Later, I take the metro to a quiet working-class neighborhood down the street from what look like the cooling towers of a nuclear reactor to Koryo, the first North Korean restaurant in Moscow, and possibly anywhere else. Here, in a low-ceilinged dining room graced by murals depicting Korean maidens floating over cliffs while playing lutes and suggestively grasping wild ginseng roots, the Soviet Union, circa 1951, lives on in a television feed directly from the land of Kim Jong Il. There are accordion competitions, a soldier wooing peasant girls with a tap dance, the earnest whine and screech of a woman in traditional hanbok dress praising the Dear Leader—all of it played on an ideologically suspect Sony television set. Russia’s abundant supplies of cabbage and buckwheat help out in the kitchen. The kimchi is fresh and spicy as hell, and the Pyongyang naengmyeon—buckwheat noodles in an icy broth of meat, egg, vinegar, and mustard—are excellent. As I prepare to leave, I grab a copy of a North Korean magazine translated into Russian, which includes some important advice for future restaurateurs from Kim Jong Il himself: “Before a dish can be placed on a menu, one must first gather its ingredients.”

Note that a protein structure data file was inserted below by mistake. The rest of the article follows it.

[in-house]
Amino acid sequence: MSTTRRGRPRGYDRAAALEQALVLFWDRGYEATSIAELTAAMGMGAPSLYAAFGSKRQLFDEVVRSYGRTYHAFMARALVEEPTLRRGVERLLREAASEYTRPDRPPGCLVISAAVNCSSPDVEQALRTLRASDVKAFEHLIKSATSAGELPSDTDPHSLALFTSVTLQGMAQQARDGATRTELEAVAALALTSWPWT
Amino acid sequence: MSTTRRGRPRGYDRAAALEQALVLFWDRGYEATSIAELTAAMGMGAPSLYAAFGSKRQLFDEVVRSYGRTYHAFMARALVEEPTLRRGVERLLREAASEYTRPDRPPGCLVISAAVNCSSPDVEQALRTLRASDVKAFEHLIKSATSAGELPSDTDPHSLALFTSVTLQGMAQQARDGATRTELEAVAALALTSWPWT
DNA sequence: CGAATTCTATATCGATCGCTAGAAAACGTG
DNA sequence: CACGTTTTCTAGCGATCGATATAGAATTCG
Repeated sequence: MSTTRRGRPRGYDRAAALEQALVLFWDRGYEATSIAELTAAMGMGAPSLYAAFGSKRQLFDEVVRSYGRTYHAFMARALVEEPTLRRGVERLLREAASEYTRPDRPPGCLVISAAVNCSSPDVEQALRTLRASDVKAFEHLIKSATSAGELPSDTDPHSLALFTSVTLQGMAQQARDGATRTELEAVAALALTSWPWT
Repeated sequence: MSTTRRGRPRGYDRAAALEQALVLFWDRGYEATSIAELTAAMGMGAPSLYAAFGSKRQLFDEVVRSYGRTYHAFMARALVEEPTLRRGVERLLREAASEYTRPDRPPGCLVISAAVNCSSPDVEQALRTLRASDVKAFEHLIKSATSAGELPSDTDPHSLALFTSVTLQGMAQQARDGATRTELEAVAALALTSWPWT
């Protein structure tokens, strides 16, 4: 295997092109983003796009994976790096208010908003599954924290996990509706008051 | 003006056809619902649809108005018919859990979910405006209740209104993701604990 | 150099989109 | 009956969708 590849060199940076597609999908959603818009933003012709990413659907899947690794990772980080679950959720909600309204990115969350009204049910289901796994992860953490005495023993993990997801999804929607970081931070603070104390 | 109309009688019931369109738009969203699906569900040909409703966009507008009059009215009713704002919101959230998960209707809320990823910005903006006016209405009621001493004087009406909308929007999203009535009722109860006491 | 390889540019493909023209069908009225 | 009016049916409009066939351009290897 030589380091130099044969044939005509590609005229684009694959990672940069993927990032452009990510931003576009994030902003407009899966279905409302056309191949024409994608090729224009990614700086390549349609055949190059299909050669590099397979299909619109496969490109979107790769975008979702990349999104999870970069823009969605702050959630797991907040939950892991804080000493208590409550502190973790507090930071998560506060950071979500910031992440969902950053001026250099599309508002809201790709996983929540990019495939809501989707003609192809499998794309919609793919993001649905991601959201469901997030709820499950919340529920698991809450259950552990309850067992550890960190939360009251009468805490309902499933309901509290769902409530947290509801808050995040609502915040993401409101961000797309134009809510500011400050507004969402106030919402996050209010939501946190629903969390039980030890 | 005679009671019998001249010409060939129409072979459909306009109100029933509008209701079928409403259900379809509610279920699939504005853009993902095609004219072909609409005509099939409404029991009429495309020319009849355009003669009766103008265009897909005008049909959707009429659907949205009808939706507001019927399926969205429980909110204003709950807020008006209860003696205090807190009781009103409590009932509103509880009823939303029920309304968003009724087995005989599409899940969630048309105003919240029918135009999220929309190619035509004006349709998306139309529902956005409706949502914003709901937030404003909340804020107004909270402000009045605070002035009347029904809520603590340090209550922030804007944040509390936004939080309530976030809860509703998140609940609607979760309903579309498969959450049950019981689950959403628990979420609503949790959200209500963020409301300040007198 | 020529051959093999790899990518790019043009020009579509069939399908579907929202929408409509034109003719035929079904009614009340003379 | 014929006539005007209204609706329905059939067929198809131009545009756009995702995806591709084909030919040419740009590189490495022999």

Or to quote the animals: “we gotta Get Out of this Place.” It’s the tune I’m humming to myself as Masha drives me over to her lovely dacha in the little hamlet of Nikul’skoe, north of Moscow. We leave behind the southwestern sunset colors of Moscow’s pollution. Here the air is clean and smells of dew and grilled kebab. We spend the first night chatting about the Stalin era until 3 a.m. while drinking Gewürztraminer and demolishing a Camembert. Breakfast begins at 10 a.m. with a discussion of Russia’s doddering economic reforms and ingrained corruption, a black cat asleep on the high-tech Italian stove. Even here in idyllic circumstances and with the stinkiest of French cheeses on the table, Stalin, and Putin, cast a shadow.
As I’ve mentioned before, reproduction is rife among this crew. The kids, and many will be gathered throughout the weekend, have mistaken me for a middle-aged Harry Potter (the Russian letter for H is sometimes pronounced as a G, hence “Garry Potter”). I disappoint tremendously, but they still invite me to an intense game of foosball, where the kids represent Russia and I defend America’s honor. “Don’t cheer for Russia,” one sweet kid says as her friend kicks my ass. “You buy all your clothes at an American store.”
After the game, a kid comes up to hug me for no reason whatsoever (“You’re prickly,” she says, “like a porcupine”) and I remember just how well well-born children are loved in this country, and have always been, even as the country itself has repeatedly burned to the ground around them. A good Russian childhood. It’s what I’ll always miss.